Challenge de la Ville de Differdange

The weekend 14th and 15th of Mai town and chess club of Differdange organized tournaments in the premises of the International School. Eight youngsters from Bonnevoie joined the youth team competition: Konstantinos Basinas, Jakub Michalak-Palarz, Sebastien Fohr, Eric Östling, Carl Östling, Daniel Sterlin, Mark Alex Maiquez Seitam and Noah Chané. The two teams were fairly even in strength and with a little bit of luck in the last round they would have been equal on team points. The first came in 3rd behind Schifflange and Differdange, only half a point behind the latter which had suffered a painful draw against our second team. The following day Konstantinos won the individual youth contest, this time with a perfect score. In the adult event another Bonnevoie player landed on the podium as the winner of the last edition, Geoffrey Stern, took 3rd price.
For an old coach the kids were playing at a terrifying speed at times. Which can be useful, but in certain situations, e.g. when a pawn endgame is reached, it is good to take a few minutes to calculate, count pawn and king moves and visualize. In the last round Mark Alex had been defending desperately with black against Andre Power James of Differdange 2 when he suddenly got the opportunity to equalize an then even win. Both players had close to 10 minutes left on the clock but continued to « blitz » out plausible moves :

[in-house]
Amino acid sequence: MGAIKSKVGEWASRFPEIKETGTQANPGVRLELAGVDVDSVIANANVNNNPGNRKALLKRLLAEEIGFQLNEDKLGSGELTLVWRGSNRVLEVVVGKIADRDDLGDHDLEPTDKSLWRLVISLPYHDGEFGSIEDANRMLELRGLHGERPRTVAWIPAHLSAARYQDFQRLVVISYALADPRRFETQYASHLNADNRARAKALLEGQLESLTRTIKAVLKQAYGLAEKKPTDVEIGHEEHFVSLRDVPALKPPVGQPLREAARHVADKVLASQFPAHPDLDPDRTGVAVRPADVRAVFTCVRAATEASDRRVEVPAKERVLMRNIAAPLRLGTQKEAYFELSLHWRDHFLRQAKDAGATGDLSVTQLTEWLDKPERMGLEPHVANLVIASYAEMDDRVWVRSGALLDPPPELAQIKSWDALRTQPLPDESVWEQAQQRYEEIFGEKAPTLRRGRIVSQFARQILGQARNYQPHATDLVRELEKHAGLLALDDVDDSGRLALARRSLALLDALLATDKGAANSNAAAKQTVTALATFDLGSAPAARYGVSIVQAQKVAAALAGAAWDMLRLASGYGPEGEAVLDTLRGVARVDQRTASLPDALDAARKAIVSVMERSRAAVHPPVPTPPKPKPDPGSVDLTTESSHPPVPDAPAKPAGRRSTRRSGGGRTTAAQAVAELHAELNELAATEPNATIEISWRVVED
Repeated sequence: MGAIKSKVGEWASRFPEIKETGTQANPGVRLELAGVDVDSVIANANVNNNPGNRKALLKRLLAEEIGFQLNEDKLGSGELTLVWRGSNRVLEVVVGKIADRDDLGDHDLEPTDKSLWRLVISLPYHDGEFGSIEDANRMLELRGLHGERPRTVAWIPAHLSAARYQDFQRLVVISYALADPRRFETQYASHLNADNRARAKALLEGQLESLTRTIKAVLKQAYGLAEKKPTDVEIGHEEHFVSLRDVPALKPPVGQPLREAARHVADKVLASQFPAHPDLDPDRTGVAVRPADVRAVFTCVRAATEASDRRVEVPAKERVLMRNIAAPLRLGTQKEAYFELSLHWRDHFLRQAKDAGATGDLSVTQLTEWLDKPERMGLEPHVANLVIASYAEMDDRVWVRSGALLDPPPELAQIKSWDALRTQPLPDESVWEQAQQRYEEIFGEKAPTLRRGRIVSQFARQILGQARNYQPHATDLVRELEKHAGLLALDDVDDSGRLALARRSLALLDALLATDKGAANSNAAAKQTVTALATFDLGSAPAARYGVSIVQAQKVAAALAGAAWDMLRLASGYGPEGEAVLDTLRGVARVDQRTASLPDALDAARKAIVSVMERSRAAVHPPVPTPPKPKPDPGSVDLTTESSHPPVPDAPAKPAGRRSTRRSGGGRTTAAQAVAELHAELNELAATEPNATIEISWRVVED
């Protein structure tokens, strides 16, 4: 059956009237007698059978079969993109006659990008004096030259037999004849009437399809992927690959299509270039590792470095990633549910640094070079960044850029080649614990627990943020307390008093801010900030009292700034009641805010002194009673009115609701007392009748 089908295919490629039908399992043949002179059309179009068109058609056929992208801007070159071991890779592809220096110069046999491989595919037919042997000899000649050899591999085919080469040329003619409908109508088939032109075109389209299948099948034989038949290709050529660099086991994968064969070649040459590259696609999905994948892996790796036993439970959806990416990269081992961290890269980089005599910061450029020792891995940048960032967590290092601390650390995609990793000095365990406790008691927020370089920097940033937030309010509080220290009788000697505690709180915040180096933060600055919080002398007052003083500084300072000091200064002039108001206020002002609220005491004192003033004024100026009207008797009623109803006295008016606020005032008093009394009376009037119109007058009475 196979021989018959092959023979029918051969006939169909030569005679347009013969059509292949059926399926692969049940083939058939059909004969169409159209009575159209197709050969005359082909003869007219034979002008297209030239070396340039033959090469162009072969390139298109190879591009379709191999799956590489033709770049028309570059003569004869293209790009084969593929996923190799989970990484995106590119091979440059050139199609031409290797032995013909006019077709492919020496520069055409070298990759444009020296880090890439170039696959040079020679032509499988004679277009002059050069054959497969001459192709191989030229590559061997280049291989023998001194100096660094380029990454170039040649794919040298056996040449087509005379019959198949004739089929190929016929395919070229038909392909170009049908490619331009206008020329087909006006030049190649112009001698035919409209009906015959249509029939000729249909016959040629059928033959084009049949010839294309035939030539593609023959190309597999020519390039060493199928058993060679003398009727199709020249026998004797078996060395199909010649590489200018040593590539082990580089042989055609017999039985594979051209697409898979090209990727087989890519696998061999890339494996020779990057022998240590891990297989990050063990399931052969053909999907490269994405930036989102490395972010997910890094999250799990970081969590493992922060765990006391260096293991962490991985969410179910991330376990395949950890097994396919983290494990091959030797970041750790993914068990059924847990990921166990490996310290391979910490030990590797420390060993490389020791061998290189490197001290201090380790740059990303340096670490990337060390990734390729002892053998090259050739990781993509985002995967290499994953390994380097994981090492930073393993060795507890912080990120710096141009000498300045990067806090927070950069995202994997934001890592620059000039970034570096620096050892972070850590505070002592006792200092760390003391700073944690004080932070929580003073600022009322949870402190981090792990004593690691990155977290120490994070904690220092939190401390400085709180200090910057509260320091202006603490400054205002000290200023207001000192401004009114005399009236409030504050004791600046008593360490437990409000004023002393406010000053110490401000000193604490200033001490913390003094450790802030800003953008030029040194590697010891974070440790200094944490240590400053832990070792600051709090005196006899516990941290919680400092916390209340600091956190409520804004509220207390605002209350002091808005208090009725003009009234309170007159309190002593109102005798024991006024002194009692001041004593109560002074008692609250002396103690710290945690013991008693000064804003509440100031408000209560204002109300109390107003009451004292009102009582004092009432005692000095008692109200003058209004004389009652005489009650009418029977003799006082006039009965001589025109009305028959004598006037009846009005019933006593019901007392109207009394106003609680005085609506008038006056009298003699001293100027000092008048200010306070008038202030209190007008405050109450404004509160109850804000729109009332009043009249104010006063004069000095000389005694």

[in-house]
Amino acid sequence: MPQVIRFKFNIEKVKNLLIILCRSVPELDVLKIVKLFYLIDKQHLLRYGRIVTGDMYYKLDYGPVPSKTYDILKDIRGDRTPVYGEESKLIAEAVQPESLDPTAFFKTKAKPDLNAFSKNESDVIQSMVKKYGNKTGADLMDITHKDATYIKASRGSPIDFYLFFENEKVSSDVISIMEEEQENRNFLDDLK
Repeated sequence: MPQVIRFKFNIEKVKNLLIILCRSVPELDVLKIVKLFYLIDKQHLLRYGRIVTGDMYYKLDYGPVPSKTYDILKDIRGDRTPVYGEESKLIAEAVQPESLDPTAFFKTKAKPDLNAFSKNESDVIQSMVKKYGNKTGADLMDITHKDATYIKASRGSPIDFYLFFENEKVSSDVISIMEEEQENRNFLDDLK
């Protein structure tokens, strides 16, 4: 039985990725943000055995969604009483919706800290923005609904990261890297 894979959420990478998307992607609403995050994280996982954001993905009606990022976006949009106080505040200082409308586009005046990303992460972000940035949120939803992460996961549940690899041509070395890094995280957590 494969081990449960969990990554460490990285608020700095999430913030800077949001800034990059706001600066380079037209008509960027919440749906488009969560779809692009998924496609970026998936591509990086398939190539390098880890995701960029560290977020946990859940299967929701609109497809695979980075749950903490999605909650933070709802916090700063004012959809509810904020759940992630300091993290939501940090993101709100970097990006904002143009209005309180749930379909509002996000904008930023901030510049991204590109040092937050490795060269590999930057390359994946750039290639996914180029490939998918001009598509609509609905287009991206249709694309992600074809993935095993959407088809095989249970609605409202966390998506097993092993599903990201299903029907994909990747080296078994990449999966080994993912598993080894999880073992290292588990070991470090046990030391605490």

1. – Rd3! A rookfork. Either black gets two pawns, pulls the rook back and draws. Or a dangerous passed pawn securing the same result – at least.
2. Rxd3 exd3
3. Kd2?? seemed necessary but 3.c6! Ke7(!?) 4.gxf5 d2 5.f6+! draws – both sides work with equally distant passed pawns. 3. – Ke5 ?? throws away the win as after 3.-fxg4 white has no way to stop both pawns nor time to queen himself – black is « in the square » of defense.
4. gxf5 Kxf5? –g4 would still have drawn – with the help of « some higher power » as in the end black uses queen checks and stalemate motivs being two pawns down (e. g. 5.c6 g3+ 6.Kxg3 d2 7.c7 d1=Q 8.c8=Q Qxb3!! 9.Kg4 Qd1+ 10.Kg5 Qg1+ 11.Kh5 Dh1+ 12.Kg6 Qc6+!!).
5. e4+! Is the only move now, diverting the black king out of the square or gaining time for Ke3. Most likely the move played in the game as white went on to win.

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